A repairman's day By: Andrew Spoon

On a street like any other, this old fashioned repair shop is nestled within the heart of the Piqua Ohio community. Although it may not seem like much at first glance, inside houses a man that exemplifies the passions and dreams of small town America. Busy workbenches and cluttered spaces reflect this mans work ethic in that appearances do not matter as long as the work gets done in a timely and quality manner.
Owner and manager, 55 year old Allen Guillozet, specializes in the meticulous practice of rewiring cars and replacing alternators. On this day, Allen found himself working on a project by special request. He can be seen here discussing with a customer the steps he will take to repair the wiring of this car in the hopes of eventually showing it at local car shows. The age of the 1950s sports car poses a unique set of challenges for Allen, but this does not stop him from taking on the job.

Like a seasoned veteran, Allen approaches the job methodically. He cuts no corners and certainly doesn't rush. In the same way that artist approach their pieces on a canvas, he approaches the wire work under the hood. The step by step nature of his work may take longer, but it assures quality.

As the day went on, Allen attempted to start the vehicle multiple times. Finally, On his third try, a thundering roar filled the automotive shop and the car had started. With no thought of noise, Allen revved the engine over and over again to assure his success with the running engine. A brief cheer ensued and Allen felt that he could finally take a step back for awhile and work on something else.

The victory of finally starting the car gave him the opportunity to catch up with an old friend from the community. The shop frequently houses vehicles that range from high end sports cars, rust buckets, and even ATVs. Seen here is the 1950s sports. Because of the wide range of vehicles there's never a shortage of work to be done, but Allen doesn't let that stop him from forming relationships and talking to friends on the job. Allen prides himself on the fact that Automotive Armature is a word of mouth establishment with a customer base rooted in trust and community.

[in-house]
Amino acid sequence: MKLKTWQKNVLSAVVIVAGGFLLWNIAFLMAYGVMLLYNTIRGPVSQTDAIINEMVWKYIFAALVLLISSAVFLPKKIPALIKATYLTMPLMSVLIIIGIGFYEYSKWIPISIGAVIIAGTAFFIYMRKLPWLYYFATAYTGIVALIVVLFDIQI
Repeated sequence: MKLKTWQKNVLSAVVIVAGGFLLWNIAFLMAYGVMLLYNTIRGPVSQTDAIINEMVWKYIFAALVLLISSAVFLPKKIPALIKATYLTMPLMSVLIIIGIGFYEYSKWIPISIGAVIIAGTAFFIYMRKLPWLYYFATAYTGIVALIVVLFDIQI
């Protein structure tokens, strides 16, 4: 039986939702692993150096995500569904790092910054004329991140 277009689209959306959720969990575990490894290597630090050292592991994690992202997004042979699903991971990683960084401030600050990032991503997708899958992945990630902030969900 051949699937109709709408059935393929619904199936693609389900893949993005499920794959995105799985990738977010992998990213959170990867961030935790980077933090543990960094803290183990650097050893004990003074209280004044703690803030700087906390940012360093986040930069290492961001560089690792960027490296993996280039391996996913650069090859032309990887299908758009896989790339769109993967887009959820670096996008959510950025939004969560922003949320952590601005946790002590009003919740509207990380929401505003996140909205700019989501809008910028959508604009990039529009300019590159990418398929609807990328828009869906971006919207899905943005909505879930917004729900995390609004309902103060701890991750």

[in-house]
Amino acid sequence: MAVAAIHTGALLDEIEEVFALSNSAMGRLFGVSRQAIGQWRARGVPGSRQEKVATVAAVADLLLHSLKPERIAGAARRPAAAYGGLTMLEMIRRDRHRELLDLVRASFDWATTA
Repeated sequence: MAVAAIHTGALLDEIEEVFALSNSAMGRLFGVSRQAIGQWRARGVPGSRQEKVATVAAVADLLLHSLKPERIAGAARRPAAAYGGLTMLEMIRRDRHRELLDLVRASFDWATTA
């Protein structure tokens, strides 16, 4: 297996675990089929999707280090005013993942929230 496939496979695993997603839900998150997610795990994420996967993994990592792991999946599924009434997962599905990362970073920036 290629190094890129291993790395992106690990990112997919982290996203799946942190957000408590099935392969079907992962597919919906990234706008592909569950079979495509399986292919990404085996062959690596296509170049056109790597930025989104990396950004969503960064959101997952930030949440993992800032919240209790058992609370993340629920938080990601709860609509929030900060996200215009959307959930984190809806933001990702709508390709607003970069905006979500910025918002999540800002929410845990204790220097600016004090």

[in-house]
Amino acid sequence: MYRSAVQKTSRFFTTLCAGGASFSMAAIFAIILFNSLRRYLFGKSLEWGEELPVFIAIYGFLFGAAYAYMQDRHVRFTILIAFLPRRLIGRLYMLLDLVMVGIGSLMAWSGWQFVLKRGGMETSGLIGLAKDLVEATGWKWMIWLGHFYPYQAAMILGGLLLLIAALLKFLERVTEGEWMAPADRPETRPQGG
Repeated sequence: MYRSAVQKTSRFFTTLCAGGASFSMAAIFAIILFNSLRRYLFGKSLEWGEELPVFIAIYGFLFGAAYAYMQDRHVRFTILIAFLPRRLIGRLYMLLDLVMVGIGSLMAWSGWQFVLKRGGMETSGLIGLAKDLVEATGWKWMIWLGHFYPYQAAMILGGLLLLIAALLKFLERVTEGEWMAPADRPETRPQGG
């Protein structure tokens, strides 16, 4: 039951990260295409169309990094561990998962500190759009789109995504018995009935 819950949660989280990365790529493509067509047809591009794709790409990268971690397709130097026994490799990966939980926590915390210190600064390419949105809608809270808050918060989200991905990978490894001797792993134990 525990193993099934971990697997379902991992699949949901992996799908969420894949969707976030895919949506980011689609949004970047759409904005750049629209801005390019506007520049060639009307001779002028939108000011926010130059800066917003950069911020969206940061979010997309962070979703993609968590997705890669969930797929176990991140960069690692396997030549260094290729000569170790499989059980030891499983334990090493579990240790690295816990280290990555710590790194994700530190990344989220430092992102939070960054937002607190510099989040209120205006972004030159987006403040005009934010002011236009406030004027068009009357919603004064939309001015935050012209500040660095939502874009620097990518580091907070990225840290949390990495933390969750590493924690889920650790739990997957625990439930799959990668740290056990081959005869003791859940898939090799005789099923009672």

Piles of alternators like this are a common occurrence at Automotive Armature. Seen here is a pile still in need of processing. On the other end of the garage lies finished, untouched, broken and fixed alternator piles. From an outside perspective it could seem impossible to keep everything straight or even find anything you need. However, this auto shop and everything in it is second nature to Allen. Years worth of time spent here has allowed him to practically memorize every nut, bolt, alternator and everything in-between. To Allen, it's about being able to quickly pickup whatever he needs regardless of aesthetics.
When he's not leaning underneath the hood of a car or catching up with friends, he's ordering parts online. For Allen, this is the most necessary part of the job, but definitely not the most fun. This process requires him to first find the broken part among the sea of tools and equipment. Luckily for Allen, he knows the place like the back of his hand and has no trouble finding what he needs.
Allen's technical skills aren't exclusive to cars. Every Sunday on his free time he volunteers at a church to run their sound system. No matter where Allen is spending his time, the shop seems to stay with him; like a sort of, "natural" tattoo. It's rare to see Allen without a faded layer of grease on his hands. This grease is accompanied with rough cracks that seem to illustrate a lifetime of hard work.

Outside of the shop, Allen has two grown children. If possible, he would spend every waking moment with them. However, Allen doesn't allow the business of auto work to interfere with his family life. Seen above is the pride and joy of Allen's life, his new granddaughter, Dakota. "If there's not a wrench or a clump of wires in my hand i'm usually holding Dakota." Allen said.

Here's one storage area of Automotive Armature that is designated as the, "wrench space." The "spaces" inside the shop tend to carry over from one to another. As you can see here, many tools and pieces that aren't wrenches have found their way onto the table. This trend is held up no matter where you happen to look.

Seemingly endless shelf units line the walls of the garage. In some form or another, all the equipment at Automotive Armature will find a way to stain your hands. "It's real dirty work." Allen said.

Towards the end of Allen's work day he is performing the final touches on a customers car. He does these tune ups dozens of times a day so he can practically work with his eyes closed. It's not uncommon for Allen to be in the midst of working on a car with his head in the opposite direction talking to a friend.
Allen Guillozet's days are spent inside of an old, cluttered shop, on a street corner like any other in Piqua Ohio. Regardless of how this place looks on the outside or inside, Allen has managed to make it into a home. He finds joy in the small things and doesn't let business get into the way of his relationships or ethics. Work to Allen is an outlet for him to express his own form of art for all who work with him. For this repairman, day to day life is full of love, laughter and meaningful victories.

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